Bitflow’s New USB Aon-CXP CoaXPress Frame Grabber VS. USB 3.1

Bitflow has been the pinnacle of developing high-performance and reliable Frame Grabbers, which can be used for imaging applications since 1993. It is the leader in Camera Link frame grabbers having built the fastest frame grabbers in the world. With reasonably priced products, Bitflow provides the highest camera/frame grabber densities and triggering performance. Bitflow’s dedication to providing its customers with the best image acquisition and application development solutions is unmatched – it has thousands of boards installed globally into hundreds of imaging applications. Their experience and knowledge gives them an edge over all their competition. Bitflow is located in Woburn, MA, and has distributors and resellers across the world including Asia, the Americas and Europe.

This manufacturer of machine vision equipment, which is used in robotics, automated systems and quality control has recently unveiled its Aon-CXP CoaXPress single-link frame grabber. It has been gaining a growing number of supporters from former USB 3.1 users. The Aon-CXP packs within itself the power of larger, multi-link CXP frame grabbers despite being much cheaper than the latter. It can deliver up to a staggering 6.25 Gb/s worth of data over the link. That is almost twice as much as the real world data rate of the standard USB 3.1.

The USB 3.1 is widely regarded as a very simple and cost-effective plug-and-play interface for lower bandwidth applications. The new generation CoaXPress single-link cameras that are combined with the Aon-CXP are now challenging the long standing dominance that the USB 3.1 has held. System integrators will find that they can acquire 2-megapixel imagery at a rate up to 300 frames per second within the same price range as the USB 3.1. Added bonuses are that the new generation CoaXPress single-link cameras are less of a hassle to work with and offer far longer cable lengths.

The CXP vision system can be easily developed with just a simple desktop PC which features a PCI interface, the Aon-CXP frame grabber, a standard coaxial cable up to a length of 40 meters and a single-link CXP camera. The configuration software is included with the Aon-CXP which will locate the camera itself and start acquiring the images.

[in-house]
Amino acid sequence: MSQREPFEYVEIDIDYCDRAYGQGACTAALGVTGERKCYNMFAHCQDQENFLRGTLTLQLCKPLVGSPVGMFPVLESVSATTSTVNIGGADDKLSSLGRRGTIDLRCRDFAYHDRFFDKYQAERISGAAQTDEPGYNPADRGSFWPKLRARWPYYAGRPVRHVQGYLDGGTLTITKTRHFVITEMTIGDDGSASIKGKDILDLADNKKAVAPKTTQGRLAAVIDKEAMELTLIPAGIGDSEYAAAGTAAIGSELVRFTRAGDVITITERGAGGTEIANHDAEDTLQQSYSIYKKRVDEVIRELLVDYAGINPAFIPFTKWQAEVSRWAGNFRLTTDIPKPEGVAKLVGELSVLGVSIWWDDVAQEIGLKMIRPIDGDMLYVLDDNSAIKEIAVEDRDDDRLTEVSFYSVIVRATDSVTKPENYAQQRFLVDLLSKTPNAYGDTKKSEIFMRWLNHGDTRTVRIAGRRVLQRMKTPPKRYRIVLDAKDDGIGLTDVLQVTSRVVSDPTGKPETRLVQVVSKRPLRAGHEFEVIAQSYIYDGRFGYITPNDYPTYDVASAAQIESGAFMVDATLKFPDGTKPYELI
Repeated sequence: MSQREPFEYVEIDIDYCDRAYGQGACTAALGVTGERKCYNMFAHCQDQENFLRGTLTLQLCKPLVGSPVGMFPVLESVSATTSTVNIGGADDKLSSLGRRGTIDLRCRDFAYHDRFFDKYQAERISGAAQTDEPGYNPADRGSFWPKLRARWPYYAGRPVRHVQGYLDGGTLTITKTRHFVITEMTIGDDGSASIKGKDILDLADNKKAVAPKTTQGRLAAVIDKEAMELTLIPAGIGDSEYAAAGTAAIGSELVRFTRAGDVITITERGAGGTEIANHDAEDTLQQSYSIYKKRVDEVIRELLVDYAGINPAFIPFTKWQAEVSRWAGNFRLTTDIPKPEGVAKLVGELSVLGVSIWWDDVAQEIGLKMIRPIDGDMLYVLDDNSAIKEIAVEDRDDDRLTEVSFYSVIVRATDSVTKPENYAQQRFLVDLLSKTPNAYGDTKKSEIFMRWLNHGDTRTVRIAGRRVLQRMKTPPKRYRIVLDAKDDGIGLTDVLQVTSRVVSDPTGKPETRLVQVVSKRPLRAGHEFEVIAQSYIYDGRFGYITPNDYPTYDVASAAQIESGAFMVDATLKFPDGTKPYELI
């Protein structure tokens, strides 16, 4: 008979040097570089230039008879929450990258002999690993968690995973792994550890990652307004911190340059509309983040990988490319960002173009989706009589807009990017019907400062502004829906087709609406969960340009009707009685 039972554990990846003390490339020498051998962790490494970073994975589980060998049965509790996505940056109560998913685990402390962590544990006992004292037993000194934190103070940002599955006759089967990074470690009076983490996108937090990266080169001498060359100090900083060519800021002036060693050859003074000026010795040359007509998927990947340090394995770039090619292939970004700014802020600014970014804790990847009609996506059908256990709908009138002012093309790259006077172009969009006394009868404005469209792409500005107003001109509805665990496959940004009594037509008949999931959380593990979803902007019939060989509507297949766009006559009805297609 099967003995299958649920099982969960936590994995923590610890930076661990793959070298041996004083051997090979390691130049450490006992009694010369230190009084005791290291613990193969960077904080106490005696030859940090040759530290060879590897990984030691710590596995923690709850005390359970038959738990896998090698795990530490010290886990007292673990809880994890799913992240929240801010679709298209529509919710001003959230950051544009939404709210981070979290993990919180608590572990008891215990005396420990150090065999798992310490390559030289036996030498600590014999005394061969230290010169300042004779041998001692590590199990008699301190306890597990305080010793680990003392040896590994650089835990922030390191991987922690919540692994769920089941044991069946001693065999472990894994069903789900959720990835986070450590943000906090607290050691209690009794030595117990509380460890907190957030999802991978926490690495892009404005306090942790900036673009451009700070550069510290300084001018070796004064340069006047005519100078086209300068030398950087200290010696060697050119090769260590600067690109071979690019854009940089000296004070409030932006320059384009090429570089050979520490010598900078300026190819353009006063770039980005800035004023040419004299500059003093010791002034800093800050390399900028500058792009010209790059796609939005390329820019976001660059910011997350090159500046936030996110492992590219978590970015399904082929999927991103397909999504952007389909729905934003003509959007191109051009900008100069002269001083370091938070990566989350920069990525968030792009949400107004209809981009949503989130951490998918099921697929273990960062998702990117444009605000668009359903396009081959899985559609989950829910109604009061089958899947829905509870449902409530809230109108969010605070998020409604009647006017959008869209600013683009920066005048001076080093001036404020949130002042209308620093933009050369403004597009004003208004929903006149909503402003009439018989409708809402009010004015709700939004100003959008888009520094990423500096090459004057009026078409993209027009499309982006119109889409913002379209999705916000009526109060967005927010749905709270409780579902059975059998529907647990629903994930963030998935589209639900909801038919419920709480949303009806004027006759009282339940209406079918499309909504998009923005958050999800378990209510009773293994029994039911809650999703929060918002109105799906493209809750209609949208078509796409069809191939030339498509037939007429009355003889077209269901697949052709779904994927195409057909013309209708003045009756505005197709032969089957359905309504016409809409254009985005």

The cost of the CXP frame grabber itself becomes the standard argument for nay-sayers because the USB 3.1 does not require that component but the fact of the matter is, once you realize that the maximum speed at which the USB 3.1 operates is 382 MB/s. That’s just over half the speed provided by the single-link CXP solution which runs at approximately 600MB/s. A company can take advantage of the faster speed over its competition because the CXP single-link solution provides it at essentially the same price. In several industrial applications, anything above the 400MB/s mark, the USB 3.1 cannot handle it and the CXP wins with its proverbial hands tied behind its back.

 

 

The increased latency and image jittering doesn’t really help the USB 3.1 either. Since it does not have the Aon-CXP frame grabber to conduct processing functions, the USB 3.1 depends on the PC for power which draws away the CPU cycles away from the image processing functions of the PC. That makes the image processing slower and less accurate. At 400 MB/s, the USB 3.1’s highest data transfer rate is barely enough to match the base data transfer rate of the CXP so full support for some of the current and probably all next generation sensors is very unlikely.

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